Peacekeepers Rape Haitian Girls: Lions, Sheep and Protection


It is Haiti, it is rape, it is UN peacekeepers and it is nothing new. What do you do when the rescuer is the aggressor?

At a time when uncertainties about the Haitian elections are high, when anxieties over the cholera epidemic are rampant and prevalent rumors identifying peacekeepers as epidemic originators persist, the humanitarian organization must allocate resources to combat emerging rape allegations.

Peacekeeping patrol

Peacekeeping patrol

The Washington Times reported Tuesday on emerging rape accusations of teenage girls by UN peacekeepers in Haiti, most notably in the city of Leogane, some 25 miles west of Port-au-Prince. According to the article, her mother forbade then 15-year-old Natasha from filing an official complaint about the crime. Now 17, she accused a Sri Lankan peacekeeper of raping her two years ago. Reporters withheld Natasha’s real name to protect her identity.

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Moreover, six years ago, in 2004, similar rape accusations of another 15-year-old involving a Brazilian peacekeeper surfaced among 33 other cases, which prompted an investigation by the UN peacekeeping mission. Polin Aleandre articulated, « There are likely many more cases. » She is a social worker that claims five street girls ages 9 to 13 received sexual advances from peacekeepers in front of the national palace. « Sex has a huge stigma in Haiti, and rape even more so. People don’t talk about it at all, » Aleandre added.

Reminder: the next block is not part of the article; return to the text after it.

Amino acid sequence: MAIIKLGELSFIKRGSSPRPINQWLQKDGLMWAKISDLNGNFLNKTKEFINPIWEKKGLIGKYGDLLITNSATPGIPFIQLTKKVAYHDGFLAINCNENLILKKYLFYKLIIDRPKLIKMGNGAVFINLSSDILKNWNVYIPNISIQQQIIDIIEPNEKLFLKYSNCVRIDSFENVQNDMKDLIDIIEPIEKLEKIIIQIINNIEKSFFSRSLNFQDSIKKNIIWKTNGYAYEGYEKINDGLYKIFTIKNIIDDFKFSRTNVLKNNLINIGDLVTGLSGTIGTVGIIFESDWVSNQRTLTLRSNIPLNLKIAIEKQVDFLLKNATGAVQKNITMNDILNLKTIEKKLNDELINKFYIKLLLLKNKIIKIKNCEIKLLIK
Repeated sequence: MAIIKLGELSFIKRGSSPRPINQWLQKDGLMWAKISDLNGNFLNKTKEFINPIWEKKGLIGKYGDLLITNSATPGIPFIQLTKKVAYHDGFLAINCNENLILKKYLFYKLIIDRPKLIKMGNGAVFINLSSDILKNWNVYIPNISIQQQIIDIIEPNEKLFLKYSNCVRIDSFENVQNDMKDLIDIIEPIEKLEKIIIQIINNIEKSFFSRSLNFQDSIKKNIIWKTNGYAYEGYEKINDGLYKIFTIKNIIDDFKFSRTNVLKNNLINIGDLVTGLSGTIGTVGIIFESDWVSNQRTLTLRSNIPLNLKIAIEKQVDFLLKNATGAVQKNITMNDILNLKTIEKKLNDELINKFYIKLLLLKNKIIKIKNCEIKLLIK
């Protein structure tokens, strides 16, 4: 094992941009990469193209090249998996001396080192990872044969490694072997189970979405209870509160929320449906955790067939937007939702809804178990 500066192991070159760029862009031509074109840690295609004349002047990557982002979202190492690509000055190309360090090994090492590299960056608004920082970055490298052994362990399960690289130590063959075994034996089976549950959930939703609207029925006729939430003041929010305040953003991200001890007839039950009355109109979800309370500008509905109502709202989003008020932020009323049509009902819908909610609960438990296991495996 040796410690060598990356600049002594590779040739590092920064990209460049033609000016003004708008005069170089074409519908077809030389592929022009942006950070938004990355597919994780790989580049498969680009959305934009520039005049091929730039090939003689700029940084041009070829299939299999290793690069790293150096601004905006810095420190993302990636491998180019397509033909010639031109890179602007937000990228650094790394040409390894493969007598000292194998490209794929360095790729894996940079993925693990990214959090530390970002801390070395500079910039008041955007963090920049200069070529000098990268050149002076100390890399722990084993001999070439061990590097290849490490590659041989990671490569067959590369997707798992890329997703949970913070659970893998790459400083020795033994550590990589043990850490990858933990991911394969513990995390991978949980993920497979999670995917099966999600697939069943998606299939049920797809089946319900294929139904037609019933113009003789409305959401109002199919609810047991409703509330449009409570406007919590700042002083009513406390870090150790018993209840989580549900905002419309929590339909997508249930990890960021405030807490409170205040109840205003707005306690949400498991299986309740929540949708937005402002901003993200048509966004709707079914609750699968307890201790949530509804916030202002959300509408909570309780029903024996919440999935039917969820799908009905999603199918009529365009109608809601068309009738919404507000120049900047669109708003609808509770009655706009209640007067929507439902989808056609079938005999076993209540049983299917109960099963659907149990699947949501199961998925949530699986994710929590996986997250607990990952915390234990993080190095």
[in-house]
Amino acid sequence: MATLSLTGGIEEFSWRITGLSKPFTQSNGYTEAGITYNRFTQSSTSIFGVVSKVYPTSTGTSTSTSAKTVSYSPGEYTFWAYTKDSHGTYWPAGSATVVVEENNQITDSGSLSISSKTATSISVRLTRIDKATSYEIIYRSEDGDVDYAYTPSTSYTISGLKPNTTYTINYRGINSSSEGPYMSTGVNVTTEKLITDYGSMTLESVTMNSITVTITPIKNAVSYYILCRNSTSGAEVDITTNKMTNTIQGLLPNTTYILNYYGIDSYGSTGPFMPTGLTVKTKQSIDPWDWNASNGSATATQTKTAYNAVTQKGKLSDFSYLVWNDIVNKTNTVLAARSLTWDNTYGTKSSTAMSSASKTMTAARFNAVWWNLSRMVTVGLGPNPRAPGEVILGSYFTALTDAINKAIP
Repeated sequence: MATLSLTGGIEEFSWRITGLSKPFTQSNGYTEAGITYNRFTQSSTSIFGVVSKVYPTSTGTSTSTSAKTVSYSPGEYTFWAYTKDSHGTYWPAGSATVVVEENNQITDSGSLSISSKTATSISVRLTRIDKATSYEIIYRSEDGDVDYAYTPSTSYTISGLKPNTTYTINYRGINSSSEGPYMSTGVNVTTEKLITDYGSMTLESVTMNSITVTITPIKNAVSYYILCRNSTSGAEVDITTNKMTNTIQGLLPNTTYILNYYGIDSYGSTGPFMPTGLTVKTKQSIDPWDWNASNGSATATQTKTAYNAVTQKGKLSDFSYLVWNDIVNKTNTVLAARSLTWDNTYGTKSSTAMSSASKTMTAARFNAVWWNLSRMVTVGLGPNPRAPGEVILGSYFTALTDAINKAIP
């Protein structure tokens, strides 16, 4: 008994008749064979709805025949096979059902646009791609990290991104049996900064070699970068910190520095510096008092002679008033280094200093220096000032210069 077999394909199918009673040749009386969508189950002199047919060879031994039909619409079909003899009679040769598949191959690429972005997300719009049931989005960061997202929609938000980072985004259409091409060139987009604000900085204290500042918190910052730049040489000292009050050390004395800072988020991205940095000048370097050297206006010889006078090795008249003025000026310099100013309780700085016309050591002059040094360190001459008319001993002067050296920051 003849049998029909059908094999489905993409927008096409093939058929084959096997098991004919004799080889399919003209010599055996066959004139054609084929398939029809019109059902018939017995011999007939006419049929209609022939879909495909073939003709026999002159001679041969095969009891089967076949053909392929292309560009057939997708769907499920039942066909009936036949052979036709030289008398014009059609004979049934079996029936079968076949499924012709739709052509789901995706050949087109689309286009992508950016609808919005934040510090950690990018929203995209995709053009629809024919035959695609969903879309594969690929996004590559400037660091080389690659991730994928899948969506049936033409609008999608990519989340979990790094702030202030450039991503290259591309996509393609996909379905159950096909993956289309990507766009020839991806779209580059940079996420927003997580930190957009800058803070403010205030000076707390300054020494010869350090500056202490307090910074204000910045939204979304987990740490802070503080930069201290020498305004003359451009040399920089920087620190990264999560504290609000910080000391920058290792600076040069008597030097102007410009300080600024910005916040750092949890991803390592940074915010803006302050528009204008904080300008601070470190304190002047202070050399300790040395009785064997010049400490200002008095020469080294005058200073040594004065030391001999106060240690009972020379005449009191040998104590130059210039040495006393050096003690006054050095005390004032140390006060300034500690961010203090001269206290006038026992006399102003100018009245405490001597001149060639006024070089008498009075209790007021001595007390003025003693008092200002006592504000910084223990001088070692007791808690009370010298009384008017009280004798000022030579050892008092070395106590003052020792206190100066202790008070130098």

Notably, a plurality of sexual abuse scandals stormed the Un peacekeeping mission in Africa in 2008. Among scores of victims was Elizabeth, a 13-year-old girl from Ivory Coast. She recounted her ordeals to BBC News, « They grabbed me and threw me to the ground and they forced themselves on me… I tried to escape but there were 10 of them and I could do nothing, » she said.

Similar patterns recorded in Southern Sudan, Liberia, the Democratic Republic of Congo and Burundi are explicitly highlighted in “No One to Turn To,” a report published by Save the Children Fund in 2008. In spite of renewed commitments by the UN in recent years to address this plaguing problem, these vulnerabilities have tarnished the image of the humanitarian organization, once a viable solution to global crisis.

Denying the allegations, U.N. spokesperson David Wimhurst declared, after conducting three investigations, no substantiated evidence became known in Natasha’s charges. “We take it very seriously, » he argued. « Clearly, the majority of our people are behaving themselves, and indeed, since some of these allegations don’t pan out, I would say, it’s not a huge problem. » Meanwhile, the Washington Times’ report indicated since January 2004, the United Nations has investigated 319 peacekeepers for accusations of sexual abuse or exploitation, resulting in the repatriation of 144 military personnel, 17 police officers and 18 civilian officials.

After its investigation, Save the Children Fund recommended better reporting mechanism and the strengthening of worldwide protection systems. However, some activists insist that some victims are either too afraid or too intimidated by the U.N. bureaucracy to come forward.

These circumstances have raised legitimate concerns in Haitian communities who, according to some reports, have lost an estimated 3,000 children monthly to the Dominican Republic’s lucrative human trafficking market since Jan. 12, 2010.

Related Articles

Commentary Abortion

Reproductive Justice Activists Must Combat Anti-Choicers’ False Push for Disability Rights